The learning goals for this section are for students to understand the need for (1) brackets in expressions and (2) assigning an order to operations.

I found this section difficult to plan for, because of how much background knowledge is required before students can successfully complete the problems proposed in the textbook. It was challenging to find a way to build the necessary understanding into each example that would allow students to feel successful with the next. I am still not entirely sure I succeeded, and I would appreciate feedback.

The first example reviews the concept of brackets, and shows what effect they can have on an expression containing only addition and subtraction. The second example adds a small amount of complexity, but sticks to addition and subtraction. The third example introduces multiplication and division. The fourth combines multiplication with addition, and explains that multiplication is simply shorthand for repeated addition.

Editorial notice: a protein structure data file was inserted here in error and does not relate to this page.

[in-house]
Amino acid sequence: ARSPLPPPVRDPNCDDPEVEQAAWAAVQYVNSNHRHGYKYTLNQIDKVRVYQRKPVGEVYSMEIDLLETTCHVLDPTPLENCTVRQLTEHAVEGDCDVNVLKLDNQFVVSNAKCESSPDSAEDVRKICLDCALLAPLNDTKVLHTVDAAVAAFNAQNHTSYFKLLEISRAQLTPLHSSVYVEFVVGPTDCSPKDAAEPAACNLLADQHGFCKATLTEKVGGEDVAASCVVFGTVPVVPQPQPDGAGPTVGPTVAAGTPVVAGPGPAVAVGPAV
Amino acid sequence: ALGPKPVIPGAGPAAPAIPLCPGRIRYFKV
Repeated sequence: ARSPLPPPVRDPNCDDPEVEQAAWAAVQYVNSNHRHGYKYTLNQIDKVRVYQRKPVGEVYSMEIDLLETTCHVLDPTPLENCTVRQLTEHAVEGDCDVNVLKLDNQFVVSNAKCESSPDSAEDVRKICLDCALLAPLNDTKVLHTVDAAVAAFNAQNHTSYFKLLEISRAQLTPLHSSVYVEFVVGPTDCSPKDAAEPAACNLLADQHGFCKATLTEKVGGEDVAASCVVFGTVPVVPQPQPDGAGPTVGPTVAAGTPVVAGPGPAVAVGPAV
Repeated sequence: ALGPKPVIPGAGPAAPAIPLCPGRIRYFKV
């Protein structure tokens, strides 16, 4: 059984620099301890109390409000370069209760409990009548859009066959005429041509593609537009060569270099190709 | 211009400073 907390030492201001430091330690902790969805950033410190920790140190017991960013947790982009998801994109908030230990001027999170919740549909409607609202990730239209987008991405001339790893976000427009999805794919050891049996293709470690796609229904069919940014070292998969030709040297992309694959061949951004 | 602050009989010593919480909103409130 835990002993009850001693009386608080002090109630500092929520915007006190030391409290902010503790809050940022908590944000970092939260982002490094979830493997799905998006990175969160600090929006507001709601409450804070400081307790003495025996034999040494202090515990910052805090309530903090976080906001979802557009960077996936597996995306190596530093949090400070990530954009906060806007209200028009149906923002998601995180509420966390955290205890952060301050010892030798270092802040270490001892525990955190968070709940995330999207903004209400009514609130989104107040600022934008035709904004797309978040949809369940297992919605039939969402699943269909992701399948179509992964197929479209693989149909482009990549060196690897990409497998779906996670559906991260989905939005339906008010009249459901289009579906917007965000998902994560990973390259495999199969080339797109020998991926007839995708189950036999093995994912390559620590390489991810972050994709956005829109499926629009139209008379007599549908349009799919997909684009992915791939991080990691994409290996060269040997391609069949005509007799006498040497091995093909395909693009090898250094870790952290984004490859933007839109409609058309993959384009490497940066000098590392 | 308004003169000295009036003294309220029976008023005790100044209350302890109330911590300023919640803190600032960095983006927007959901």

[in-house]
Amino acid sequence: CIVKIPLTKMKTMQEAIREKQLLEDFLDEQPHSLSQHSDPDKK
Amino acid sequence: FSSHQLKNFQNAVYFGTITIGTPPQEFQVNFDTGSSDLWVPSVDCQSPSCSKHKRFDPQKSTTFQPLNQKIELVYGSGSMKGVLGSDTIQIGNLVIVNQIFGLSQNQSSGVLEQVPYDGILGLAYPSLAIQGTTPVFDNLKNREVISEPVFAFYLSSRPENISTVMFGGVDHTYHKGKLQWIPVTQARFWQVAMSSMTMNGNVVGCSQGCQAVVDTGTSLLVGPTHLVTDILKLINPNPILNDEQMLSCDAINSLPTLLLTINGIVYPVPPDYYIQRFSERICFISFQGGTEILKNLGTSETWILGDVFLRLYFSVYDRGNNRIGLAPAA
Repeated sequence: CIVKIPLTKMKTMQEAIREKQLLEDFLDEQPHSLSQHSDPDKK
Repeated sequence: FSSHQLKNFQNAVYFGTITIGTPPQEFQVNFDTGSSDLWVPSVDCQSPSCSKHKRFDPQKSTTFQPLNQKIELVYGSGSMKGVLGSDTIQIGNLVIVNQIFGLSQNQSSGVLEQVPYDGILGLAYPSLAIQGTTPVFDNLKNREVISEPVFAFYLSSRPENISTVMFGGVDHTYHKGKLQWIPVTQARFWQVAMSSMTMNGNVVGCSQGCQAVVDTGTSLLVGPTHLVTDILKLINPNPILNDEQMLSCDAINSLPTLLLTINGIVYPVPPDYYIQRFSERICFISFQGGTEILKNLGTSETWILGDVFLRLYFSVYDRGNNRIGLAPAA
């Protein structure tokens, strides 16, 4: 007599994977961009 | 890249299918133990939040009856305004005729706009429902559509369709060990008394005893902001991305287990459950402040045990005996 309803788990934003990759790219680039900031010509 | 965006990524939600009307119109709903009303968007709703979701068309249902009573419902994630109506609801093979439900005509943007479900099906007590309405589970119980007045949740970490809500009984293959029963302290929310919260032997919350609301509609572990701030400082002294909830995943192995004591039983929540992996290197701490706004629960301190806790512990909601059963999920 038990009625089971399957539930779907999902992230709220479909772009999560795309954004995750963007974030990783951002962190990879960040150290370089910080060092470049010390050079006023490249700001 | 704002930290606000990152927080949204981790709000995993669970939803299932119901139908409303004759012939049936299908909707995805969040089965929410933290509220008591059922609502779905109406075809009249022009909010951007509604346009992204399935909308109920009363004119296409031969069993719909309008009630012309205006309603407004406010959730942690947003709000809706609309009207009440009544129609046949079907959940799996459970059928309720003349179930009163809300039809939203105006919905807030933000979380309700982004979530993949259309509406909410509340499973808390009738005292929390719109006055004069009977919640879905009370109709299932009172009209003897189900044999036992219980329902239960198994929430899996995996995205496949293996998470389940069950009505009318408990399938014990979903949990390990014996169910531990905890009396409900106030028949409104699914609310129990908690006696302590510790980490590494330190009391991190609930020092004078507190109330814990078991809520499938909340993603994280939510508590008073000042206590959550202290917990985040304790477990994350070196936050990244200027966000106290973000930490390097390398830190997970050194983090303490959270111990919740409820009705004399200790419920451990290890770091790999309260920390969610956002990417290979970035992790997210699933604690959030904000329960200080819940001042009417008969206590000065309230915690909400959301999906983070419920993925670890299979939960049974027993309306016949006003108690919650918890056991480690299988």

Next, we use the acronym BEDMAS (Brackets and Exponents, Division and Multiplication, Addition and Subtraction) to state the order of operations. I am unsure if this is still the best way to present the order of operations, for the following reason. Ideally, students should understand that:

  • Brackets define a priority
  • Powers (exponents) are simply repeated multiplication (or division)
  • Multiplication is simply repeated addition (or subtraction)

With that understanding, students should be able to comprehend intuitively what the order of operations has to be. In this lesson, it would be up to the teacher to ensure that students make that connection.

The final example puts it all together and introduces the square root symbol, which (depending on your interpretation and the level of your students), could be categorized (correctly) as an exponent or (less correctly) as a type of bracket.

To view or print the PDF, click here: 2014-09-06 1.8 Order of Operations.pdf


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